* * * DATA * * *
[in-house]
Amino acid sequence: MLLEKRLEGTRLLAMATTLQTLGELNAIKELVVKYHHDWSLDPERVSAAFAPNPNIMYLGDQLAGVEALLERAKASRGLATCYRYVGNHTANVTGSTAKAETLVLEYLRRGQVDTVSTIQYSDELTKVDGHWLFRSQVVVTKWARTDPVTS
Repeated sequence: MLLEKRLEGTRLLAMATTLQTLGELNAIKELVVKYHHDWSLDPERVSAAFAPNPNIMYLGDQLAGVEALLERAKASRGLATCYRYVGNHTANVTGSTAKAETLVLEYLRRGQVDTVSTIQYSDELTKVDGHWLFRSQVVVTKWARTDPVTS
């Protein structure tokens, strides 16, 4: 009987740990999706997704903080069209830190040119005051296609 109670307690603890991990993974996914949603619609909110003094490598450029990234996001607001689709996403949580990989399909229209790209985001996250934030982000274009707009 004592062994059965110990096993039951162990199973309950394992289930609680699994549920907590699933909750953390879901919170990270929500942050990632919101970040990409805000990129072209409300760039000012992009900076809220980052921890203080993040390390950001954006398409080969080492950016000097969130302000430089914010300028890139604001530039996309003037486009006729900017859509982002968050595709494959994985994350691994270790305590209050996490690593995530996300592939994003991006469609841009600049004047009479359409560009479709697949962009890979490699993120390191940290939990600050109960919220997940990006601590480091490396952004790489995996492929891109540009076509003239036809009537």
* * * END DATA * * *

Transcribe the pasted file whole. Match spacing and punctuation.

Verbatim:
[in-house]
Amino acid sequence: MLLEKRLEGTRLLAMATTLQTLGELNAIKELVVKYHHDWSLDPERVSAAFAPNPNIMYLGDQLAGVEALLERAKASRGLATCYRYVGNHTANVTGSTAKAETLVLEYLRRGQVDTVSTIQYSDELTKVDGHWLFRSQVVVTKWARTDPVTS
Repeated sequence: MLLEKRLEGTRLLAMATTLQTLGELNAIKELVVKYHHDWSLDPERVSAAFAPNPNIMYLGDQLAGVEALLERAKASRGLATCYRYVGNHTANVTGSTAKAETLVLEYLRRGQVDTVSTIQYSDELTKVDGHWLFRSQVVVTKWARTDPVTS
């Protein structure tokens, strides 16, 4: 009987740990999706997704903080069209830190040119005051296609 109670307690603890991990993974996914949603619609909110003094490598450029990234996001607001689709996403949580990989399909229209790209985001996250934030982000274009707009 004592062994059965110990096993039951162990199973309950394992289930609680699994549920907590699933909750953390879901919170990270929500942050990632919101970040990409805000990129072209409300760039000012992009900076809220980052921890203080993040390390950001954006398409080969080492950016000097969130302000430089914010300028890139604001530039996309003037486009006729900017859509982002968050595709494959994985994350691994270790305590209050996490690593995530996300592939994003991006469609841009600049004047009479359409560009479709697949962009890979490699993120390191940290939990600050109960919220997940990006601590480091490396952004790489995996492929891109540009076509003239036809009537």